A difference of opinion exists regarding whether or not healthy anal glands should be routinely expressed by hand. Many veterinarians suggest that this should not be done in a normal dog with no history of problems. Many groomers make it a matter of routine, however, to express the anal glands of the dogs under their care. If you are concerned that frequent anal gland expressions may be causing your dog more troubles than they are solving, you can always request that your groomer skip this step.
Some individuals may be born with very narrow ducts that drain the glands, thereby obstructing the flow of anal sac material. Acquired damage to the duct can occur with perianal infections, trauma, allergies, or inflammation. Other potential causes include anal sphincter muscle dysfunction, distended anal glands, and overproduction of anal gland material.
Signs of Impacted or Infected Anal Glands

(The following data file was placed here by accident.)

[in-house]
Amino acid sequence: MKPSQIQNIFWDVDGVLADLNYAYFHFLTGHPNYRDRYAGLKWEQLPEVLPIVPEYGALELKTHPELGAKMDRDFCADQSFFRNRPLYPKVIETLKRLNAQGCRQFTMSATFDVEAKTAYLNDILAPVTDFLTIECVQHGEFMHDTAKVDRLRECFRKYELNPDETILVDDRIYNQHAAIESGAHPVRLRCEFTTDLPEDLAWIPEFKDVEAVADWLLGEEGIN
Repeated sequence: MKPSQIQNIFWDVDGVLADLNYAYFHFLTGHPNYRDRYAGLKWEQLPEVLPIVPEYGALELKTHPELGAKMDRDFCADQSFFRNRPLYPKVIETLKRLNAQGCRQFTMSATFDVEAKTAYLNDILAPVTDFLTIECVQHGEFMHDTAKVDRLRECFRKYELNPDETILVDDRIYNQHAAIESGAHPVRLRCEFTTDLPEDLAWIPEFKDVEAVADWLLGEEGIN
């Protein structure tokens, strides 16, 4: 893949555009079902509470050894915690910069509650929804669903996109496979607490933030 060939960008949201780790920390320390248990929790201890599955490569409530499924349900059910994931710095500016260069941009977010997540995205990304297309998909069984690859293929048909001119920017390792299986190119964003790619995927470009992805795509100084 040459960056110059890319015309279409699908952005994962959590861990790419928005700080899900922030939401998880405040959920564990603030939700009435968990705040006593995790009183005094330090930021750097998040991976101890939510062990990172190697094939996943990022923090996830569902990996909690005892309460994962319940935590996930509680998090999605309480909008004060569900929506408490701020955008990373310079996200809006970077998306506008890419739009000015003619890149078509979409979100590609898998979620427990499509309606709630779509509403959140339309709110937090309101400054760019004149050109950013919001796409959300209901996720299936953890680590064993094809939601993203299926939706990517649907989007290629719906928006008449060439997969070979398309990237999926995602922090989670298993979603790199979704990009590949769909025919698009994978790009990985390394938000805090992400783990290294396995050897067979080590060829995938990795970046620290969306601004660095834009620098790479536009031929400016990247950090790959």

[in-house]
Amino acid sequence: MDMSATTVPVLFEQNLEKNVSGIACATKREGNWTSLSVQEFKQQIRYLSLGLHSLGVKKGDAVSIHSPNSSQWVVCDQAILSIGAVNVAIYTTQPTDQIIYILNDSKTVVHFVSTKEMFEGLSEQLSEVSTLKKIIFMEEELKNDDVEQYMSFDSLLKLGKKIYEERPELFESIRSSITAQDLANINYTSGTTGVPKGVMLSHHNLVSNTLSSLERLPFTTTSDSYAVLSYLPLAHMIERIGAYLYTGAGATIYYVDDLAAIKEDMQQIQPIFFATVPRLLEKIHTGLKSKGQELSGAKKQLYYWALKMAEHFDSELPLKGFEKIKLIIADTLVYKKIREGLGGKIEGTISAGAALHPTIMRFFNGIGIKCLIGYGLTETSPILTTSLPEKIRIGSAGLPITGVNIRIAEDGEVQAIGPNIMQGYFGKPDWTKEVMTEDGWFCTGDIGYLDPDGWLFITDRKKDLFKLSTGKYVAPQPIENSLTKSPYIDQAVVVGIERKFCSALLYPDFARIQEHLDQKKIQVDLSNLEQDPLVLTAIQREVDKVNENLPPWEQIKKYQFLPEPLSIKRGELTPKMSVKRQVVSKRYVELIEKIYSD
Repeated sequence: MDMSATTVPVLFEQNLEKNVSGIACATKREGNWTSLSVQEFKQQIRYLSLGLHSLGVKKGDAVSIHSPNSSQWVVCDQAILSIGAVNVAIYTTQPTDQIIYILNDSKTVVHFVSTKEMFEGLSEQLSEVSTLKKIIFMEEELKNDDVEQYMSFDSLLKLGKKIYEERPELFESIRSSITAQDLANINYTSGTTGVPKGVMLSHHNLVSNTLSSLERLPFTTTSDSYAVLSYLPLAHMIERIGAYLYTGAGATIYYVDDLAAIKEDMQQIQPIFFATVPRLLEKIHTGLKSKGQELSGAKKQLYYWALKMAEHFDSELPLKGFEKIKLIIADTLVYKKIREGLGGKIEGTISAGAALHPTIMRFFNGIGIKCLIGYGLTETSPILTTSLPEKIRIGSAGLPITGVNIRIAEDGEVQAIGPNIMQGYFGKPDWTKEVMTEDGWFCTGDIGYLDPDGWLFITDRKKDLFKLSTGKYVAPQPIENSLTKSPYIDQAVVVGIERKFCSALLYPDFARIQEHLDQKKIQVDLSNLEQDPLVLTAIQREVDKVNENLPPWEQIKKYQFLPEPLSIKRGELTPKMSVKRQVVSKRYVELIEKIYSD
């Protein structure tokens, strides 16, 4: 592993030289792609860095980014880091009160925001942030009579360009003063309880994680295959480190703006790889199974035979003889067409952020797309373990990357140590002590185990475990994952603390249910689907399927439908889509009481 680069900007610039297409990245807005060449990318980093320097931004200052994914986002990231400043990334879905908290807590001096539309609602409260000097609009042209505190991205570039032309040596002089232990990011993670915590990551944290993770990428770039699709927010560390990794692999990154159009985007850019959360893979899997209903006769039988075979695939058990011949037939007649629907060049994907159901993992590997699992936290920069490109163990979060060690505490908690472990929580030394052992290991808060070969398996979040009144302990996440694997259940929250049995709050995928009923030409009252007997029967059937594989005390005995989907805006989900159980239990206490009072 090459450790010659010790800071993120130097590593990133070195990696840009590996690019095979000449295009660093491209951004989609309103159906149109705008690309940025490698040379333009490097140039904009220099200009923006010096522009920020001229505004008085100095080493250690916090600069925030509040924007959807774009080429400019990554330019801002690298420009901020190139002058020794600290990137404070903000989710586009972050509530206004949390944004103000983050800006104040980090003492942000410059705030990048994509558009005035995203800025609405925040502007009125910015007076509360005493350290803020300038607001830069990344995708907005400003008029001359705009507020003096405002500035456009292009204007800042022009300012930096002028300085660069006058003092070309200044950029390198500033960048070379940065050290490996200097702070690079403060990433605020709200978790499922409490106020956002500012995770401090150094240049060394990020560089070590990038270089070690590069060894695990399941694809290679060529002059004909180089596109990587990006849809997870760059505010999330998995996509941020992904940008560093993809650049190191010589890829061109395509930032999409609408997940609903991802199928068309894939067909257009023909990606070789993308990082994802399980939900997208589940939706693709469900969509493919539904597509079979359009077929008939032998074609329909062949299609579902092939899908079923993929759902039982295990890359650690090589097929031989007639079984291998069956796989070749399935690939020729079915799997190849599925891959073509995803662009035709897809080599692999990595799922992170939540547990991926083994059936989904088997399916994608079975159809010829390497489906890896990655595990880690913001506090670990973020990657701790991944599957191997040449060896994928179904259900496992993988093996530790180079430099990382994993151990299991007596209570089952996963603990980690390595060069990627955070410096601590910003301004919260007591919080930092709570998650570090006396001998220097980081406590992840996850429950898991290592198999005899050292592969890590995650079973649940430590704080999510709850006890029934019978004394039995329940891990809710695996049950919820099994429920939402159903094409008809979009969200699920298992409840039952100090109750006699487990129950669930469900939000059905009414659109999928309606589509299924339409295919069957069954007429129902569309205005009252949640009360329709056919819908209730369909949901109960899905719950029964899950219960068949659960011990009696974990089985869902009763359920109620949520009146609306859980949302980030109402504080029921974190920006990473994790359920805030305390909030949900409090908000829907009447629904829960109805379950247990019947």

While dog scooting could be one possible symptom of anal gland problems, this behavior could have other causes, such as parasites or digestive problems. Or, it could simply be an itchy butt. Typically, a dog with impacted anal glands will scoot more than once or twice, and can also usually be seen licking their rear end. Redness or swelling around the sphincter is an indication that the glands are becoming infected, as is blood or puss in your dog’s stool or left behind on the carpet after they’ve finished scooting. Another cause of recurrent anal sac disease is change in stool consistency. This can occur in dogs with gastrointestinal diseases such as food allergies and inflammatory bowel disease.
When to See a Vet